summer wetsuit

Winter (May-September)

When the adventure meccas of Queenstown and Wanaka are under layers of snow, there Tasman Sea and the Pacific get pretty wild. Storms crash into the Wild West Coast of South Island – you wouldn’t even consider surfing north of Greymouth unless you had an in-depth knowledge of the rips! Up north, wetsuits are needed but Raglan and Piha can see some of their best breaks. The waves of Coromandel, meanwhile, tend to get a little mushy and broken.

winter wetsuit 5 3
Kaikoura surfer

Top things to do in New Zealand when you’re not surfing

New Zealand is one downright awesome country. Whittled by mighty mountains and fluted with fjords, the South Islands is considered the wilder of the two. But you still get smoking volcanos and sulphur lakes up north. Basically, we LOVE it here and we reckon you will too, even on days when the waves aren’t pumping…

Milford Sound

Wow – just wow. It doesn’t get much more dramatic than this huge inlet on South Island. Do a glass-roofed bus and ferry combo to make the most of it.

Milford Sound

Mount Cook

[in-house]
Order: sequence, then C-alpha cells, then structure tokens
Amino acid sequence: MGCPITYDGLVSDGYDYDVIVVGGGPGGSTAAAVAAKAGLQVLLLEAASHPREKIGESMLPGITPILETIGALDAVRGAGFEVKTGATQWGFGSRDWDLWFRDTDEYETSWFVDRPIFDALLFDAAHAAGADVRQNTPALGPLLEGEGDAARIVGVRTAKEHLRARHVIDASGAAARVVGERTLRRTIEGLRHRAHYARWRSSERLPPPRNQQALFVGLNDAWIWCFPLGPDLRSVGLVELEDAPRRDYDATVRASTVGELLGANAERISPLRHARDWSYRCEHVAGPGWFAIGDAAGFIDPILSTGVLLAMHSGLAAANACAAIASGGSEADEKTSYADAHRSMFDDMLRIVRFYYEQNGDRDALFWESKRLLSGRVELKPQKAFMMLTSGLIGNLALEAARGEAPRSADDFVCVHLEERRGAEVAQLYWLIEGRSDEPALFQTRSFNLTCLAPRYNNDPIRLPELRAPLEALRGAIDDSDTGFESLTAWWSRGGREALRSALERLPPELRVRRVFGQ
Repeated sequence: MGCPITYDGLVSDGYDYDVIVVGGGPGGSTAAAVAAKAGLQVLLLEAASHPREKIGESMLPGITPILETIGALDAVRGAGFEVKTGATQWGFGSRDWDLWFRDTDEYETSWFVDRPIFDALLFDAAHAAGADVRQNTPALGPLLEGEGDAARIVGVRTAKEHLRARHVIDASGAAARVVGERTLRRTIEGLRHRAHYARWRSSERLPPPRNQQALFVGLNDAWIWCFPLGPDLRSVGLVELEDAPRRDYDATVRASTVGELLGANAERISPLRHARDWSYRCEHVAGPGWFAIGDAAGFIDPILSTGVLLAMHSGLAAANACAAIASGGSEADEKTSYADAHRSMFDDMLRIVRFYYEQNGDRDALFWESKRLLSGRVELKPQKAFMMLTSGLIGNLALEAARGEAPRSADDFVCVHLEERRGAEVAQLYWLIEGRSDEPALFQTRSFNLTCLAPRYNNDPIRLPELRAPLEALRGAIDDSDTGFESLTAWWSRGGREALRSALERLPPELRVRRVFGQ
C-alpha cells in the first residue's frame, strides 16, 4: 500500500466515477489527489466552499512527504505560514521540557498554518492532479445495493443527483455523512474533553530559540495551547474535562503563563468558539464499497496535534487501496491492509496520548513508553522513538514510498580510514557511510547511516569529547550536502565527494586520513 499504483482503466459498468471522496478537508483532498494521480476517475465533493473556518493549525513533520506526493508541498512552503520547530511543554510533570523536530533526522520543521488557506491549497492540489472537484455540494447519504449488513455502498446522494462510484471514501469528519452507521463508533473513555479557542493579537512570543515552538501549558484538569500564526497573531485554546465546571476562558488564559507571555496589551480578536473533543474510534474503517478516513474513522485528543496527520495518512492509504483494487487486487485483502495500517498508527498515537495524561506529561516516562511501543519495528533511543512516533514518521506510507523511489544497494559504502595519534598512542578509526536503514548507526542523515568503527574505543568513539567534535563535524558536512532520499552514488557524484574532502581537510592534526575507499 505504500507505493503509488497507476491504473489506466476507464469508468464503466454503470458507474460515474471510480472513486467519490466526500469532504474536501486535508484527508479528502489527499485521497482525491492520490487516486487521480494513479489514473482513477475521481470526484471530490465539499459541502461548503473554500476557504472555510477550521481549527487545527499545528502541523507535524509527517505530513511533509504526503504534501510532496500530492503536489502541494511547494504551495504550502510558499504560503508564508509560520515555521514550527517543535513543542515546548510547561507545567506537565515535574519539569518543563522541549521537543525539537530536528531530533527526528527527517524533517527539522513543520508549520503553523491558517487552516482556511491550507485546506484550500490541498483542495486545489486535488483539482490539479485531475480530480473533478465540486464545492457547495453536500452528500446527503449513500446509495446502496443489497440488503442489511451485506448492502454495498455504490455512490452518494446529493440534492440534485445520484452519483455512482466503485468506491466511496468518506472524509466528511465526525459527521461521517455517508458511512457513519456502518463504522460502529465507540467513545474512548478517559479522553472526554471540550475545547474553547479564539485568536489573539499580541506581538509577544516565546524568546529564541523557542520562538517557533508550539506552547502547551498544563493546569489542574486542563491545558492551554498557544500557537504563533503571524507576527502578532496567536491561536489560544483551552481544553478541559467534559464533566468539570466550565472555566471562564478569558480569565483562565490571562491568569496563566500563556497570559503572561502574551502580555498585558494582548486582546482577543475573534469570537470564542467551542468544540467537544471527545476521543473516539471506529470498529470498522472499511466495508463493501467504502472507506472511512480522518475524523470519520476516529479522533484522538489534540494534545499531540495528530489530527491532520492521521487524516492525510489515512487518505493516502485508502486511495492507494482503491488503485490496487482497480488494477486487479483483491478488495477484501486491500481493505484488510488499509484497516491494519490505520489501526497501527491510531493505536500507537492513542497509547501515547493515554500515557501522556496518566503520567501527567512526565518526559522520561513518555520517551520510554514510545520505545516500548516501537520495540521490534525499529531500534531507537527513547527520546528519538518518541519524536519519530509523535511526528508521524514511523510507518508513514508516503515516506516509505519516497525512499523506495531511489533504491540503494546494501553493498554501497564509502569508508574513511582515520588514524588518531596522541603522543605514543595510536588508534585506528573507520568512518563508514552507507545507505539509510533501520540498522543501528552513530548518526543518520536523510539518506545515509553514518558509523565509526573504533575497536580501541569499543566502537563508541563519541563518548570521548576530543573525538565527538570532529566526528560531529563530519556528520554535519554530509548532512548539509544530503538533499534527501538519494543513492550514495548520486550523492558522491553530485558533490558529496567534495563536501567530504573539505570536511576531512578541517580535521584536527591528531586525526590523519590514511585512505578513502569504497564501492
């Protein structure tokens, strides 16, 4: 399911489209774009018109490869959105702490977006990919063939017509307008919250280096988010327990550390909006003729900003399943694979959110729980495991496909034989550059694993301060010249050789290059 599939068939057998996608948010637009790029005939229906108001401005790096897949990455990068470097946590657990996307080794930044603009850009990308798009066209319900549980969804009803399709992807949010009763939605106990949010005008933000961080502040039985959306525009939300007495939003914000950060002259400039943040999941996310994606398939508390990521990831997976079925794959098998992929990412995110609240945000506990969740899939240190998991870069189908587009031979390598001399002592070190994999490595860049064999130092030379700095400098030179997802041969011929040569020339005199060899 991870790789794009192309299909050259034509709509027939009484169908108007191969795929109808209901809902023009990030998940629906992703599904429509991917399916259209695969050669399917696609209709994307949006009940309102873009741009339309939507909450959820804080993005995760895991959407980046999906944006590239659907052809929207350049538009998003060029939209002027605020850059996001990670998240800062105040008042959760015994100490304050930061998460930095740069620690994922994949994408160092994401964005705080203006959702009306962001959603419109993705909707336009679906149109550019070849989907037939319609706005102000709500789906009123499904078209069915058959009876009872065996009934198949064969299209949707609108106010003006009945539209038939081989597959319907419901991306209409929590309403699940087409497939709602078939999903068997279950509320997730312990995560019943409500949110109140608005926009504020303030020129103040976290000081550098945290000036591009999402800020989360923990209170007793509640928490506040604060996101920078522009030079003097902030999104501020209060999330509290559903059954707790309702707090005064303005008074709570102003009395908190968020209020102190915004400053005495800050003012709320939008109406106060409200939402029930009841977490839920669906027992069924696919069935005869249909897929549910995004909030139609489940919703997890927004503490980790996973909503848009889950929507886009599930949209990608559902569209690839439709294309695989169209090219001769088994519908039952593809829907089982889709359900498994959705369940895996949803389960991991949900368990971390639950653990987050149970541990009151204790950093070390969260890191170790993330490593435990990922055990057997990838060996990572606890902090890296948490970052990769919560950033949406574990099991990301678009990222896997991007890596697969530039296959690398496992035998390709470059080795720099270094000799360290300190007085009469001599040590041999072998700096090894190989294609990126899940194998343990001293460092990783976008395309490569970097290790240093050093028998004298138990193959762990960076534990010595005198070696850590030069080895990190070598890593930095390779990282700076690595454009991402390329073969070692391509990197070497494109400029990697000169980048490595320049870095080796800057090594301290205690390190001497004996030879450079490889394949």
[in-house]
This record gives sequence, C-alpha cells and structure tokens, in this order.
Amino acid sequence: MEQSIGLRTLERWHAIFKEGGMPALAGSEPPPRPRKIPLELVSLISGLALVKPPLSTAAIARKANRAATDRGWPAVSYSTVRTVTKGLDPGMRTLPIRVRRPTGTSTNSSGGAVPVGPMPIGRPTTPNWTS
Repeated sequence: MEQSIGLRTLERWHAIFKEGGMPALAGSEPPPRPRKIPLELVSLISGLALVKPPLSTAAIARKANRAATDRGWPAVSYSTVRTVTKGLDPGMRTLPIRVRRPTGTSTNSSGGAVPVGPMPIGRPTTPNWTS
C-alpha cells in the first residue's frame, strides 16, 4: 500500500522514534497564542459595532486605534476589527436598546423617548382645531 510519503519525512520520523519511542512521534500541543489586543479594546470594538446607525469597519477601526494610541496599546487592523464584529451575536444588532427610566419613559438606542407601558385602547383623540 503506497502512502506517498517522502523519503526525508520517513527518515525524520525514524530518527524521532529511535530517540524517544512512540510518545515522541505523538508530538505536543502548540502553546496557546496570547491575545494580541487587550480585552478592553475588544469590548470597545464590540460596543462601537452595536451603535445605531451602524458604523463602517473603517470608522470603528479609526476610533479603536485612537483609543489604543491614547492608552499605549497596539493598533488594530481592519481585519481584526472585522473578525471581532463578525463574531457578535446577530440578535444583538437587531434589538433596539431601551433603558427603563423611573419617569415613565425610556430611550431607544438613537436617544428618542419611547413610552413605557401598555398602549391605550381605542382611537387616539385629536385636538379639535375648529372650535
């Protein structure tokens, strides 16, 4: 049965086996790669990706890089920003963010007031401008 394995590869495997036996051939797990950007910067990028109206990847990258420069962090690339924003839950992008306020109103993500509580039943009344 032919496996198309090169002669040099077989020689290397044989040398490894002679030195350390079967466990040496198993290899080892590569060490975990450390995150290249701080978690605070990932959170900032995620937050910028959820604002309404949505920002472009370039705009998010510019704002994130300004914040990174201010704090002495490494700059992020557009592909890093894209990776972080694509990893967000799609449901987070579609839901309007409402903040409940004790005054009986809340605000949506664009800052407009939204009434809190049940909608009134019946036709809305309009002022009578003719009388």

Mount Cook might be a little tricky to climb, but you can drive to see its glacier and do hikes like the Sealy Tarns around Mount Cook Village.

Mount Cook

Franz Joseph Glacier

Eye-watering Franz Joseph Glacier can’t be missed. You can even do glacier treks that will take you right onto the ice!

Franz Joseph

Travel essentials for anyone surfing in New Zealand

Quick facts

  • Currency: New Zealand dollar (NZD)
  • Population: 4.8 million
  • Capital: Wellington
  • Language: English, Māori

Where exactly is New Zealand

If you’ve got anything to add to this ultimate guide to surfing New Zealand, then we’d sure love to hear it in the comments below! We’re always looking to update and change the information here so it’s in line with what’s currently happening on the islands – otherwise it would hardly be the ultimate guide, eh!?

This guide is just one part of our complete guide to surfing in Oceania